Shwas

Posted: December 12, 2004 in Uncategorized

I had read a lot about this Marathi movie, Shwas, which is India’s entry for the Oscars this year. Having a sketchy idea of the story, from the reviews, I felt that it would be a tear jerker, and did not wish to subject myself to such sentimental misery, and hence resisted seeing the movie for so long. However with the increasing publicity for the film, temptation overcame the resistance, and I went all the way to Regal cinema (after ages, I must add; after IMAX and other multiplexes have come to the suburbs, who wants to go all the way to town, and see movies in those old theatres!) to catch the one show a day of this film.

And I am glad that I did so.

For it was an experience to cherish. For me as for the 50 or so others, in the balcony for that show, including several foreigners, who must have come obviously out of curiosity about the Oscar entry movie. It helped, that the movie had English subtitles.

I do not much care for its Oscar prospects, and will not jump into celebrations were it to win the Oscar too, as I believe that seeing the movie and promoting it only because its India’s entry for the Oscars, is jingoistic patriotism, which has no place in this global and connected world. I mean, I may as well appreciate a Spanish or a French classic, if it were a great movie! Anyway, I digress.

Coming back to Shwas, it does make you hold your breath.. or almost take your breath away.

An obviously low budget film, made in regional language (Marathi), shot for most parts in a village and in Pune, yet its made with an amazing sensitivity, where you, as a viewer, are drawn into and absorbed completely, into the story.

There is the character of the grandfather, who so loves his grandson, and would do anything for the young child. He is from a village and seems overwhelmed by the big city. Not as much by its buildings and vehicles as by the educated and literate citizens, in front of whom, he feels almost servile. And yet, for the sake of his grandchild, he opens up many times, conveying in no uncertain terms, what he feels is right for the child. His fearful, yet strong, scared yet caring emotions are brought out very well by the director and the actor portraying the role. To me, he is as much of an acting star in the film, as is the child.

Yes, the child. Acting the part of the innocent village kid, who comes to the city. Fascinated by the city scenes, by the people, yet fearful, because he knows that he has some big problem with his eyes. His tantrums when he ‘knows’ he is headed for some trouble but does not know what, his fascination for simple city things that he has not seen in the village, his wide eyed swollen and silent face of helplessness, his embrace of his granfather, all appear so natural that its hard to believe that its a child actor who is ‘acting’ the part!

There are many moments in the film, where for as much as 2-3 minutes, there is scarcely any dialogue at all. Just scenes from the past, scenes which tell their own story and which require no words at all. Beautifully picturised, captivating. Even one period of 2-3 minutes of random shots, can test an audience’s patience, and here the director has used several of these. But rather than becoming impatient, as the audience, you are caught into the web of the story through such scenes.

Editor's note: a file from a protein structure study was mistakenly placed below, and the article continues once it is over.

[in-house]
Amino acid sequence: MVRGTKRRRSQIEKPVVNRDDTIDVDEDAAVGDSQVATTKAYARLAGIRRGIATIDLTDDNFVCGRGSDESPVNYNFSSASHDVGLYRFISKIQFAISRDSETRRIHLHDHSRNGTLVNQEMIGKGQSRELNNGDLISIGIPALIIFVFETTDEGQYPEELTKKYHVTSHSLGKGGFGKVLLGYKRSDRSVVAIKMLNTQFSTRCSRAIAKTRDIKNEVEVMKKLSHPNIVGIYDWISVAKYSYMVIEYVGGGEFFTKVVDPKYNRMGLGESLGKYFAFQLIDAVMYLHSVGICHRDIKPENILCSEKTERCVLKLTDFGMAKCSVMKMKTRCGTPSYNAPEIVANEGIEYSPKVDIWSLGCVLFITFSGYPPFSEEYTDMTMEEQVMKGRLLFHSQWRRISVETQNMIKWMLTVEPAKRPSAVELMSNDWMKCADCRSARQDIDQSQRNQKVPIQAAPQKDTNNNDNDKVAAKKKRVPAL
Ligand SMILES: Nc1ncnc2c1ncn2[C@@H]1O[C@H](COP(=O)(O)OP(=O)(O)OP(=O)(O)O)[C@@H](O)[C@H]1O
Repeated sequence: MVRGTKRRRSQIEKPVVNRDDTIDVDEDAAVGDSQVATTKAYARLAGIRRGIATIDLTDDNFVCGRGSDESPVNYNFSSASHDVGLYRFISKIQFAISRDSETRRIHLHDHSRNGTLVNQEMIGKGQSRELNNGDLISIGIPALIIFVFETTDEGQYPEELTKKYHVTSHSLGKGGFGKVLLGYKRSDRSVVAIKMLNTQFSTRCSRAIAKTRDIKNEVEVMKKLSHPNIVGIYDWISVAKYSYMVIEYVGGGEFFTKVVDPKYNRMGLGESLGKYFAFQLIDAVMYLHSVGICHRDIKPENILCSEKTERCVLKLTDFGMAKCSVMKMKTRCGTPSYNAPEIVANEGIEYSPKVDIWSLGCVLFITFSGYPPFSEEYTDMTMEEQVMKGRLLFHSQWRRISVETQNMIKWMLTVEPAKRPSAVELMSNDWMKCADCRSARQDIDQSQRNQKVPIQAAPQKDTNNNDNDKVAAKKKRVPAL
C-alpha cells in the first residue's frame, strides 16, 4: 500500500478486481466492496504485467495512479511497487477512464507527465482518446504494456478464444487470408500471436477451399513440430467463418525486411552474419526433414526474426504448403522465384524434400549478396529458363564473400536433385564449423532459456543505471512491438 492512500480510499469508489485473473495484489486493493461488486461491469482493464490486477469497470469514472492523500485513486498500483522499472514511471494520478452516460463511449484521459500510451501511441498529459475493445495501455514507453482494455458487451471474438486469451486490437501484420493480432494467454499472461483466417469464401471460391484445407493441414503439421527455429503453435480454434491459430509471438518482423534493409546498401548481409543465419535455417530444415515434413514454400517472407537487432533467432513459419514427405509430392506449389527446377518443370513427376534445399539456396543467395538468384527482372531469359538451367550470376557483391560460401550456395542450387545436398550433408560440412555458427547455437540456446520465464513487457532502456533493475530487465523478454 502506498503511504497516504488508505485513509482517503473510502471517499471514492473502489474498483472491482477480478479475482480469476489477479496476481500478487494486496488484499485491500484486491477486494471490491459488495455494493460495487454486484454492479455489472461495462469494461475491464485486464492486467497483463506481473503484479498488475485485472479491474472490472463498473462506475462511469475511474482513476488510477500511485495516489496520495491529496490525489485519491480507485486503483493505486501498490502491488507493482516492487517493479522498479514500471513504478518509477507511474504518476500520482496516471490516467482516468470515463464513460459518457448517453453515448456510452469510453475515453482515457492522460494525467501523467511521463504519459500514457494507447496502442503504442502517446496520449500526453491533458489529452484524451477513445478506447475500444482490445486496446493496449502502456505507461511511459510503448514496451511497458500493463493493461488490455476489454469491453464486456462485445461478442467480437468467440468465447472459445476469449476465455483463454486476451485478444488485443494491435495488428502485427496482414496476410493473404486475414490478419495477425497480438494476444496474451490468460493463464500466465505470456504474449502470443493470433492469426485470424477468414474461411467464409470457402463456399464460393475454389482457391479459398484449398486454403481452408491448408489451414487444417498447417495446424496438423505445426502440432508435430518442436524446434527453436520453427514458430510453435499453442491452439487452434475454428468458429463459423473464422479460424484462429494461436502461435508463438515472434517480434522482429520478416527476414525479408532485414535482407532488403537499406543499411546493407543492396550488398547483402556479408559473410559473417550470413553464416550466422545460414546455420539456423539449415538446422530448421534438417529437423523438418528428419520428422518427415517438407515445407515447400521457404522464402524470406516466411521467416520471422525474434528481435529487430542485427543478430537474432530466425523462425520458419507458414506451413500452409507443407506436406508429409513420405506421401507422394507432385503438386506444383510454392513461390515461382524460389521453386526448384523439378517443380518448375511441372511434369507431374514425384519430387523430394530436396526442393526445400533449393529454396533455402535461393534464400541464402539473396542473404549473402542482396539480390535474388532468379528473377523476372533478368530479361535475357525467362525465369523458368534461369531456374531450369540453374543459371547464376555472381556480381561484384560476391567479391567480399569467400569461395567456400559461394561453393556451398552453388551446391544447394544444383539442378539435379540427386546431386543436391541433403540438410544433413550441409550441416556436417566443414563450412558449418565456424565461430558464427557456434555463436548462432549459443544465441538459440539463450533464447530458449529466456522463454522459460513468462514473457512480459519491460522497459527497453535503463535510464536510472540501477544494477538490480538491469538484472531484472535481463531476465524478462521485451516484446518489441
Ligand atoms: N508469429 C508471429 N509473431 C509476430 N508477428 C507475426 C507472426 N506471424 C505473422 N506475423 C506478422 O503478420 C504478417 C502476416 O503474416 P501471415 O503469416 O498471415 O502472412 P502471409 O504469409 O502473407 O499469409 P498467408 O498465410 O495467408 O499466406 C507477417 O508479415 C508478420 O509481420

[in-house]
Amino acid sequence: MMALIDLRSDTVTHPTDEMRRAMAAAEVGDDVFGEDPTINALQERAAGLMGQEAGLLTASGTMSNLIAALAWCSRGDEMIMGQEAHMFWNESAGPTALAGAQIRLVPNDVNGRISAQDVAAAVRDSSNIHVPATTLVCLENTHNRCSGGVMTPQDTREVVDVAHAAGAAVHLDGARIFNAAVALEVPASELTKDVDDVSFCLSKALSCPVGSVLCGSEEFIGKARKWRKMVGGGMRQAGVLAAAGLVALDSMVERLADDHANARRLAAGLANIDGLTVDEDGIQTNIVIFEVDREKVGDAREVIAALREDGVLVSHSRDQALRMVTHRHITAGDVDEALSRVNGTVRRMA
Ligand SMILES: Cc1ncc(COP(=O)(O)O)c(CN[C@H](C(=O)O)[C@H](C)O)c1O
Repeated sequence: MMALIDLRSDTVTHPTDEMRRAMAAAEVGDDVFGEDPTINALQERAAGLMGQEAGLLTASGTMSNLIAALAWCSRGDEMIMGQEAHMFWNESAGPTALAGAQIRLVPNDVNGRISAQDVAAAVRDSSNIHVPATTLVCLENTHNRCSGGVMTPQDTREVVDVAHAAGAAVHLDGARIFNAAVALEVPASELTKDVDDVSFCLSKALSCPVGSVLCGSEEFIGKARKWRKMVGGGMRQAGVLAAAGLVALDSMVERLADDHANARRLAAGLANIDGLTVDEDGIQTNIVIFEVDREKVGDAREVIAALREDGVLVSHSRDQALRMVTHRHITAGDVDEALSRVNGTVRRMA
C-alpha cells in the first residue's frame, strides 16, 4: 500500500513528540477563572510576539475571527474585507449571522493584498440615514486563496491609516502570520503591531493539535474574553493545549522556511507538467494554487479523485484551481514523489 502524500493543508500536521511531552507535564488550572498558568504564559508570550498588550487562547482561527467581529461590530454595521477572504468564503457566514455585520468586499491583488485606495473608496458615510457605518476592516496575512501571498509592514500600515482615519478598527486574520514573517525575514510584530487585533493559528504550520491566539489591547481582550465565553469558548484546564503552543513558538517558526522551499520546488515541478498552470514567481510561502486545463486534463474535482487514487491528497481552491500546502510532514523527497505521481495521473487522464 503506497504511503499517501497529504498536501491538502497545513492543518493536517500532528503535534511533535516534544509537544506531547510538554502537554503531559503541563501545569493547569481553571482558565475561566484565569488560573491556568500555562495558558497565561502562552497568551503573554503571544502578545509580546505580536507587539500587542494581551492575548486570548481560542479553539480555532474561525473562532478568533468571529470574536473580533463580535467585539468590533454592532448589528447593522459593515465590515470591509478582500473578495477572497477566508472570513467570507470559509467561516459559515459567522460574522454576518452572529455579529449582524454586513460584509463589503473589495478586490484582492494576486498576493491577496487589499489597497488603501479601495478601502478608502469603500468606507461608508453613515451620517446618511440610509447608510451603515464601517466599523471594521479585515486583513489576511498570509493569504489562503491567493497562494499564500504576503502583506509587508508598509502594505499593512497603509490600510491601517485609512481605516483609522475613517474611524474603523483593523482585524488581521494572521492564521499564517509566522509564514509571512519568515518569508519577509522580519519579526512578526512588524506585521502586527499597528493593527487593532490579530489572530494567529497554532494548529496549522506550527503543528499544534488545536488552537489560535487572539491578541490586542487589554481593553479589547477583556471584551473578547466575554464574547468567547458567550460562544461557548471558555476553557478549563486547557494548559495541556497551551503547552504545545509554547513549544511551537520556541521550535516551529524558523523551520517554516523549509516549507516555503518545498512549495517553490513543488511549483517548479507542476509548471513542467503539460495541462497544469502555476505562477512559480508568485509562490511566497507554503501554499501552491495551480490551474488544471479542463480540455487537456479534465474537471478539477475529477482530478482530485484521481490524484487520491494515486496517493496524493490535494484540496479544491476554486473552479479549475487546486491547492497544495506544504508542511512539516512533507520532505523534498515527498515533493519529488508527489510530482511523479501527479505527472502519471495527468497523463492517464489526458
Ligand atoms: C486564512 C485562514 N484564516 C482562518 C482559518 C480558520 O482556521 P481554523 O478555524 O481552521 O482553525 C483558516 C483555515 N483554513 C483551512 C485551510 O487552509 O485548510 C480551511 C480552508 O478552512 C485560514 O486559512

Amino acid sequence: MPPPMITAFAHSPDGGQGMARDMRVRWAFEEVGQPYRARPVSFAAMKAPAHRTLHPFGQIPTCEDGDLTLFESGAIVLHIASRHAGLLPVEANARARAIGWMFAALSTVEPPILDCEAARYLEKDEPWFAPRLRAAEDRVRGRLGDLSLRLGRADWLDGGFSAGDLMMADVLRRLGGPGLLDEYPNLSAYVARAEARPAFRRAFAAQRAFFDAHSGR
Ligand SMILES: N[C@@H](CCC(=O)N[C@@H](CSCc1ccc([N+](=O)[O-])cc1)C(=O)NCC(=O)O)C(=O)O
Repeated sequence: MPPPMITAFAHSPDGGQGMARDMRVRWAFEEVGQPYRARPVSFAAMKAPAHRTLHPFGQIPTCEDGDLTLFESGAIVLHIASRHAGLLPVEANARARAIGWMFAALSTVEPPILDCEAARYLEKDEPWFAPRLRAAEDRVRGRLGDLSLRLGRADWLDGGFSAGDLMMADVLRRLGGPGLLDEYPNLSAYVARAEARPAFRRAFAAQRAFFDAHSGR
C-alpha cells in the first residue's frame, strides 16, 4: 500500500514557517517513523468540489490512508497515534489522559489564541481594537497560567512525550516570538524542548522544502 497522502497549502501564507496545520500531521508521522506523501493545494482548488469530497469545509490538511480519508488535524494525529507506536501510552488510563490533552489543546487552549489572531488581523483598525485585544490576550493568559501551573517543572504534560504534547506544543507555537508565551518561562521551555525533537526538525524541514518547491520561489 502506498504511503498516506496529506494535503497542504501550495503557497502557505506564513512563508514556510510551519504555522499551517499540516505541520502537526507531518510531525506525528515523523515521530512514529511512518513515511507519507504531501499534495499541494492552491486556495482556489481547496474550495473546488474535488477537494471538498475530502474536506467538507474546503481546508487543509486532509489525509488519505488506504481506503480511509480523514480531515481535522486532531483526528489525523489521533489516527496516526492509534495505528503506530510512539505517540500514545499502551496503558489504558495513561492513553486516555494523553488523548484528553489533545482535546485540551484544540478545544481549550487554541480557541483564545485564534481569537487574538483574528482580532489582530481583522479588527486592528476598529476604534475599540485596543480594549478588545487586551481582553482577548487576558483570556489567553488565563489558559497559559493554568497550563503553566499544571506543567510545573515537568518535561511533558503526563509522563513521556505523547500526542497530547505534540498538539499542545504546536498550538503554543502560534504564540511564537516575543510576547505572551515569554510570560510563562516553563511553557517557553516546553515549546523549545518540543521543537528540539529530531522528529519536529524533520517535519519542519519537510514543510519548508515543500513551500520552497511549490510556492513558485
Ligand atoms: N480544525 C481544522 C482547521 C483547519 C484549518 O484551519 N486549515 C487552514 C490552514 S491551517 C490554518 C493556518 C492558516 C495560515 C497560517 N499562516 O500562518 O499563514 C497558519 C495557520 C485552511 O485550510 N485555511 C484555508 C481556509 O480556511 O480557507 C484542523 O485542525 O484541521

During the scenes at the hospital, before the surgery is to happen on the child, the emotion certainly grips you. In the midst of the movie, I got conscious of the fact that my knees had gone weak, and my hair was standing on my arms. That is indeed proof of the fact that the director has managed to get the audience thoroughly involved with him, inside the story.

Another thought that I was left with, from the film, was this. That when we have something or get something easily, how little value we attach to it. Yes, that can certainly be said about vision or sight that we have and take for granted. But I also refer to material things. When you see the obvious fascination of the child by simple things like a car seat belt, or a Mickey Mouse toy, you realise that for a village bred child, all these are new things, and its a whole new world. And then when I think of myself, or specifically my kids, I realise that even a new toy or a new video game or a new computer does not excite them half as much. Simply because of the fact that they have seen so much, and the newness of anything is only to a certain extent. I am not sure if that is good… maybe not.

Shwas is a great film… it will stay with me, inside me, for a few days at least!

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Comments
  1. bleu says:

    I saw this blog of yours on Sulekha. a nice review. I hope to see it soon. The part in your review about scenes in silence brought to me memories from Pather Panchali.

  2. Joe says:

    Good Review…

    I am not sure if I will have the opportunity to see it or if I will see it, if I get the opportunity !

    Thanks for the insight..

    Jawahar

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